“This is clearly going to go on for a long time,” Isobel Coleman, an Egypt expert who directs the women and foreign policy program at the Council on Foreign Relations, said Thursday. “We are seeing a big push by counterrevolutionary forces.”

Coleman noted a series of decisions in advance of the court’s ruling Thursday suggesting it had been in the works for some time. In particular, she noted the SCAF’s reinstatement of an emergency law Wednesday. A similar law had been in place for thirty years of Mubarak’s rule, but expired May 31st.

But this week, the expired Mubarak-era emergency law “was replicated with a new law, that citizens and human rights groups can be arrested and tried in military courts,” Coleman said, in apparent “anticipation of what they were girding for: some big demonstrations and protests coming up.”

“These counterrevolutionary forces are not moving over,” Coleman said. “The big question becomes what will the major players do.” Continue reading

AP: US democracy groups aided favored groups in Egypt

The Associated Press reports on continued controversy in Egypt over US-funded so-called democracy promotion groups, and allegations by anonymous US officials that the groups are picking sides:

… Interviews and documents obtained by the Associated Press show that the workers’ protest and the broader government crackdown with the raids helped expose what US officials do not want to admit publicly: the US government spent tens of millions of dollars financing and training liberal groups in Egypt, the backbone of the Egyptian uprising. This was done to build opposition to Islamic and pro-military parties in power, all in the name of developing democracy and all while US diplomats were assuring Egyptian leaders that Washington was not taking sides.

“We were picking sides,” said a senior US official involved in discussions with Egyptian leaders after last year’s revolution swept President Hosni Mubarak from power after three decades. The official requested anonymity to discuss sensitive diplomatic matters. […]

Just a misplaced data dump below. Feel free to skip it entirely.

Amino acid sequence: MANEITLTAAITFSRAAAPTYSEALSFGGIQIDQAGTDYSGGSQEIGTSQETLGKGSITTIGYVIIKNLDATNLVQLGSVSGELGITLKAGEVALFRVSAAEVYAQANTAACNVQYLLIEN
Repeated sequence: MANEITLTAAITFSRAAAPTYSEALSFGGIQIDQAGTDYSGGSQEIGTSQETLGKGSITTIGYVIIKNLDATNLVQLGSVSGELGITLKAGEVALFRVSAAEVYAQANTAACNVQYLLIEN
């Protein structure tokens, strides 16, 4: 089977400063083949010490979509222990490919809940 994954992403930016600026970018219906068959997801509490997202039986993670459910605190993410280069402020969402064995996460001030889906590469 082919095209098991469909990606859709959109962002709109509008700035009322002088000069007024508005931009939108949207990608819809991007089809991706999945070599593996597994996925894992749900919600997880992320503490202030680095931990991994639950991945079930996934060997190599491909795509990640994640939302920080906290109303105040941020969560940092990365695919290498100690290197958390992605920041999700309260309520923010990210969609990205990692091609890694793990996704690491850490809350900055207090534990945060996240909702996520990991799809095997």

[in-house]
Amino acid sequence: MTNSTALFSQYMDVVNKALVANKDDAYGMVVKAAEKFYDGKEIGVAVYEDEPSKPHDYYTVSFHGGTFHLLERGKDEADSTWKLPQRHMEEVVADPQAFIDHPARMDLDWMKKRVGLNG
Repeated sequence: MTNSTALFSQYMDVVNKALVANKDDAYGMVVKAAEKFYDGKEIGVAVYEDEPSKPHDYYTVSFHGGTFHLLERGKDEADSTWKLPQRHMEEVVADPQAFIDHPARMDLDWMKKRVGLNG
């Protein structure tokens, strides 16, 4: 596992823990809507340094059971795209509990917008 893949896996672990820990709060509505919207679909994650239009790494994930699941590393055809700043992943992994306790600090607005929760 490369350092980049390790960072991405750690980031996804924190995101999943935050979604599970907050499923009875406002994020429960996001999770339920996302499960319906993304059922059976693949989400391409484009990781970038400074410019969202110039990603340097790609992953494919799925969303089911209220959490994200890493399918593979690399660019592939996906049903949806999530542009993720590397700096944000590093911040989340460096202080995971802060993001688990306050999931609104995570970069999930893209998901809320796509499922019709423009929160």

Of course, it’s worth noting: the US-favored groups seem to have lost big. Continue reading

Iran eases conditions of opposition leader’s house arrest

My colleague Barbara Slavin reports:

Iranian opposition media report that Mehdi Karroubi, the 2009 reformist presidential candidate and former speaker of the Iranian parliament, has had the conditions of his 15-month house arrest lightened so that he can go outside for brief periods and meet with his family.

The report, in Saham News and translated by Radio Zamaneh, suggests both greater confidence by the Iranian government and a perceived need to widen its base in advance of May 23 nuclear talks in Baghdad.

 

According to the report, Karroubi, 74, has literally been given access to fresh air and allowed to open his windows. He can also “stroll in the building’s parking area and lock his apartment door.” Karroubi was permitted to visit his family at their home this week and the detainee’s wife, Fatemeh, has been given permission to visit him twice a week. Continue reading